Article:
Wednesday, February 29, 2012

book review: Gonzo Republic Hunter S. Thompson's America by William Stephenson

"Thompson was very well read and extremely articulate in print, but he was not a philosopher or even an intellectual. He was, first and foremost a journalist, who preferred to seek the Dream and report on the quest rather than to theorize about it. He never sat down to formulate his ideas systematically in the abstract; instead, he composed everything in response to some experience."

In a way it's easy to label Hunter S. Thompson's life's work as a quest to pin down the reality of the American Dream. From the moment he received the assignment to write a book about it he was struggling but that struggle to define something that almost defies explanation became something that shaped his writing.

Add to that some of the other things he became famous for - developing Gonzo journalism where he was to a large extent the story and living the events rather than observing them impartially - along with his legendary drug use and you end up with someone who becomes a persona and even ends up merchandising that image.

But this bvook shows there was more to Thompson than just an image. Indeed he seems to have struggled to come to terms with it himself moaning about the way it pigeon-holed his ability to be seen in a different light.

His politics and beliefs were shaped by a particular view of America and what it should stand for. There was no place in his American dream for those who murdered presidents and no place for presidents who disgraced their office. His hatred of Nixon stayed with him until the end.

But he was not just interested in politics and the sub-groups that existed in their own bubbles, like the Hells Angels he first wrote about or the hippies he briefly lived alongside. He was also drawn to gambling and sports and his knowledge of those provided employment and an income at points in the second half of his career.

For those that have read any Thompson there are helpful insights here into the way he was making points with exagerrated scenes of violence or drug use. You end up appreciating more episodes that at first glance could be dismissed as fanciful.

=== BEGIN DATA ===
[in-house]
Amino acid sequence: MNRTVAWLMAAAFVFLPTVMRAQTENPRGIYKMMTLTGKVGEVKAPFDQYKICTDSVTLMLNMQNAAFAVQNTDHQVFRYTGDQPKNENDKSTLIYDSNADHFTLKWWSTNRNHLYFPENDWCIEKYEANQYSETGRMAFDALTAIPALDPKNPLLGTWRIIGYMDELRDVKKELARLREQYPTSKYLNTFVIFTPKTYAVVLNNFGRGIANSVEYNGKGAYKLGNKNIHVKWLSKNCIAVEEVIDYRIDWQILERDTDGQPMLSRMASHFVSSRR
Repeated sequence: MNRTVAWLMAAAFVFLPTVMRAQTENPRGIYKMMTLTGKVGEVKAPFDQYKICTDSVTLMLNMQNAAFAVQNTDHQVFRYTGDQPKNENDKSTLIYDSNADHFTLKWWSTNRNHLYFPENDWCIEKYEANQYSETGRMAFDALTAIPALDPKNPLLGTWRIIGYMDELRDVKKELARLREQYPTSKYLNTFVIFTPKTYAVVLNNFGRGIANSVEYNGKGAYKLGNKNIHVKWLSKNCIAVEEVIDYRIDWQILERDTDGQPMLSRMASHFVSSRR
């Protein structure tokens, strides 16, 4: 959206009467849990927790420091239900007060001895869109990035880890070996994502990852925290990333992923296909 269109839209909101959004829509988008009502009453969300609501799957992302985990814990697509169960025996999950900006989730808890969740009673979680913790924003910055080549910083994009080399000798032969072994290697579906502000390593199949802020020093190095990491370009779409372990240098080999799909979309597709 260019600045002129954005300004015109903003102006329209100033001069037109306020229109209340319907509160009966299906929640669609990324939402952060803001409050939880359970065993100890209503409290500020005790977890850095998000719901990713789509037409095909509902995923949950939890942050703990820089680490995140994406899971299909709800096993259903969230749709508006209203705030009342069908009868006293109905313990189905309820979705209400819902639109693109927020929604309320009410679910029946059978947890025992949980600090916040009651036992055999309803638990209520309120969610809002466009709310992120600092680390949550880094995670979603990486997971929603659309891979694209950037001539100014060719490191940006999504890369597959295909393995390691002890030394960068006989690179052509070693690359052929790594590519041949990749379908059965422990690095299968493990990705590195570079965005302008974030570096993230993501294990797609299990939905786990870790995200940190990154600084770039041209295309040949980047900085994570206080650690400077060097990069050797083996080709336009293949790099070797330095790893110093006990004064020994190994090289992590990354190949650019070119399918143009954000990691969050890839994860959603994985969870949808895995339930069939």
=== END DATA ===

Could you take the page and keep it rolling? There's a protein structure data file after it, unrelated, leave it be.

But where perhaps this book could have gone further is to try and explain the cult of Thompson that seems to have grown even more after his death. The flame is carried high by Johnny Depp but there are others who also see his work as a beacon in the darkness of an America that has lost its way.

Perhaps more on those developments would have explained even more not just the way that Thompson saw and was shaped by America but the way he had also left his dent on the nations consciousness.

Monday, February 20, 2012

Thoughts at the halfway point of Gonzo Republic

Hunter S. Thompson is one of those writers that likes to blur reality. Reading his books is fun but because he places himself in the story it might be entertaining but not always totally convincing.

This book aims to look at why Thompson developed the Gonzo style, what he hoped to achieve by it and helps a reader through the motivation behind the author's work.

It also makes it fairly clear from that start that the mistake is not just to take Thompson too literally but to assume that as a result everything he is saying can be dismissed as a fiction.

Insights into a troubled childhood and a writing style that emerged more by luck than judgement sets up the book for what should be an interesting second half. With Fear and Loathing in Las Vegas written and Thompson well established you know how the story ends but what happened in the intervening years should make a good read.

A review will follow on completion...

Sunday, February 19, 2012

Thompson anniversary

Sometimes when you are reading there can be odd coincidences that happen. I remember reading Hemingway's Spanish Civil War classic For Whom the Bell Tolls only to put the book down open a weekend paper to find an article about the war and its ongoing impact in Spanish life and politics.

The same thing happened again with the decision to read William Stephenson's book looking at Hunter S. Thompson and his life and times. The seventh anniversary of Thompson's death has fallen today and it seems like a good time to be reading all about his influences and work.

There is a great blog that still comes from Owl Farm where HST lived and wrote and you can read more about the anniversary there.

Saturday, February 18, 2012

A giver again

It's with great happiness I am to be a World Book Night giver again. Last year was great fun giving out 48 copies of All Quiet on the Western Front.

I will be doing the same again this year handing out copies of A Tale of Two Cities to those that smile and ask for it.

Will update my progress and giving plans.

Tuesday, February 14, 2012

book review: To a God Unknown by John Steinbeck

There is a tension in this book from start to finish. A sense of expectation and dread that Steinbeck manages to heighten and lessen but always keep there to come centre stage when the moment requires.

Joseph Wayne starts the story telling his father he wants to head West and stake his land while he still can in the land rush that is spreading across California. He leaves behind three brothers who he believes will present too much competition for the land.